• If you’re thinking about rolling over a fixed-term contract more than once, think carefully – you might actually need a permanent employee.
  • If you’re hiring someone for a fixed term of less than a year, you can agree together that they’ll be paid 8% extra (before tax) instead of earning annual leave.
casestudy Fixed termDoneRight

Case study

Fixed-term done right

David owns a busy painting business that’s won a bid to paint two office buildings, a three-person job that will take about two months.





David doesn’t have enough employees for this job, so he hires three new workers on two-month contracts. He explains the reason for the fixed term to his new hires, and puts it in their employment agreements. They know David can’t guarantee a permanent contract, or additional work past the two-month mark.



This is the correct approach.

  • The fixed-term contract is for a particular project.
  • He’s made it clear in writing and verbally that the position is fixed term. When the work is finished, David can offer them permanent roles if there’s enough work to justify it. But he has no legal obligation to keep them on.
Fixed termDoneWrong

Case study

Fixed-term done wrong

Wendy owns a shop in a busy mall. Some of her previous assistants have been unreliable, so she’s wary of taking on a permanent employee. She decides to offer a three-month contract just in case things don’t work out.

But using a fixed-term contract to decide if someone is suitable for a role is illegal. Instead, Wendy could offer a permanent contract and include a trial period. If she does this, Wendy must remember:

  • Trial periods are voluntary and must be agreed in writing with her employee.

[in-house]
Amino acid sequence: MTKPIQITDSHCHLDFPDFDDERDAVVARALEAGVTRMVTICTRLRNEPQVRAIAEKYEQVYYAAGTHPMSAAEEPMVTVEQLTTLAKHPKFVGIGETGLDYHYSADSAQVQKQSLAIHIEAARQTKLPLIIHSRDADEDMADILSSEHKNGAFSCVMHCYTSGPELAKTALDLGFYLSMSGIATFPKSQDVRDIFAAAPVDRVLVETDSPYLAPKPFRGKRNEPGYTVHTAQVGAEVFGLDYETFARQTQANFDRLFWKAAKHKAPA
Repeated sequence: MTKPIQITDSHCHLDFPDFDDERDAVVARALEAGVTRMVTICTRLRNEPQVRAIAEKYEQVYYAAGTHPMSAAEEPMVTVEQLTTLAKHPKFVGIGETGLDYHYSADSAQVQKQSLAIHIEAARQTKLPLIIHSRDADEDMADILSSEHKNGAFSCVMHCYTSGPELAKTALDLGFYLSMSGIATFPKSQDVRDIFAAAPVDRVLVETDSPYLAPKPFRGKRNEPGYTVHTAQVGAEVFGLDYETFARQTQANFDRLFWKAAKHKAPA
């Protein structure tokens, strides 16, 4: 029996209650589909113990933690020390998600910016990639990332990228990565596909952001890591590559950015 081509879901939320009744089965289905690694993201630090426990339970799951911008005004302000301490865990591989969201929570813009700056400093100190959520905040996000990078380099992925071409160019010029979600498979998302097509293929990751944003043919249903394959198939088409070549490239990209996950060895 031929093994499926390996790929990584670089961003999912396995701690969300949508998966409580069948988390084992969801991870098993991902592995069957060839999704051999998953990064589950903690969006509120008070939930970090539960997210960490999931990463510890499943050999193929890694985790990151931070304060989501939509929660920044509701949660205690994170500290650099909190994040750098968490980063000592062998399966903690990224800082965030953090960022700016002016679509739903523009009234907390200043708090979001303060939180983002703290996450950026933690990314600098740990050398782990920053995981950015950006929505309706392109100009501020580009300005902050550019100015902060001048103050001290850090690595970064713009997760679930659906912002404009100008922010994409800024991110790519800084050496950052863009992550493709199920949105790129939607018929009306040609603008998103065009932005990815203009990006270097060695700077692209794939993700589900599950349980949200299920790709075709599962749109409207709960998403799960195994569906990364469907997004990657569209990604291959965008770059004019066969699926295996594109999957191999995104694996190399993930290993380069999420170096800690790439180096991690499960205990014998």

• Trials can last for no more than 90 days, and are for new employees only.
  • If it’s not working out, she should first discuss any issues with her employee to see if these can be resolved.
Quiz

Test yourself on employee types

When you’re done, follow the links in the answers for more details.

A casual employee works for you intermittently or irregularly, eg someone called in at short notice to cover for sickness. They don’t have to accept every offer of work you make.

People who work for you casually are employees, and need an employment agreement just like any other staff member.

Use our new Employment Agreement Builder (external link) to create a proper casual agreement. It’s recommended you include an hours of work clause which sets out:

  • the amount of work they’ll get will fluctuate
  • how you’ll let them know when you would like them to work
  • they’re not obliged to make themselves available for work.

Also include an indication of days and time periods they might be asked to work.

Employers often mistake part-timers for casual workers.

Employers often mistake part-timers for casual workers.

If the work is in a regular pattern, they should be on a permanent part-time agreement.

Leave entitlements for casual employees

Casual employees, like all other employees, are entitled to holidays. Because they don’t have set hours, you can agree with them that instead of earning annual leave, you’ll pay them an extra 8% of their salary or wage each pay.

They’re also entitled to sick leave and bereavement leave after six months of starting work with you if during that time they have worked:

  • an average of at least 10 hours a week and
  • at least one hour a week or 40 hours a month.

Casual agricultural work

Casual workers doing agricultural work like shearing, milking or fruit-picking are charged tax at a flat rate. Read Inland Revenue’s information about Payroll for casual agricultural workers (external link)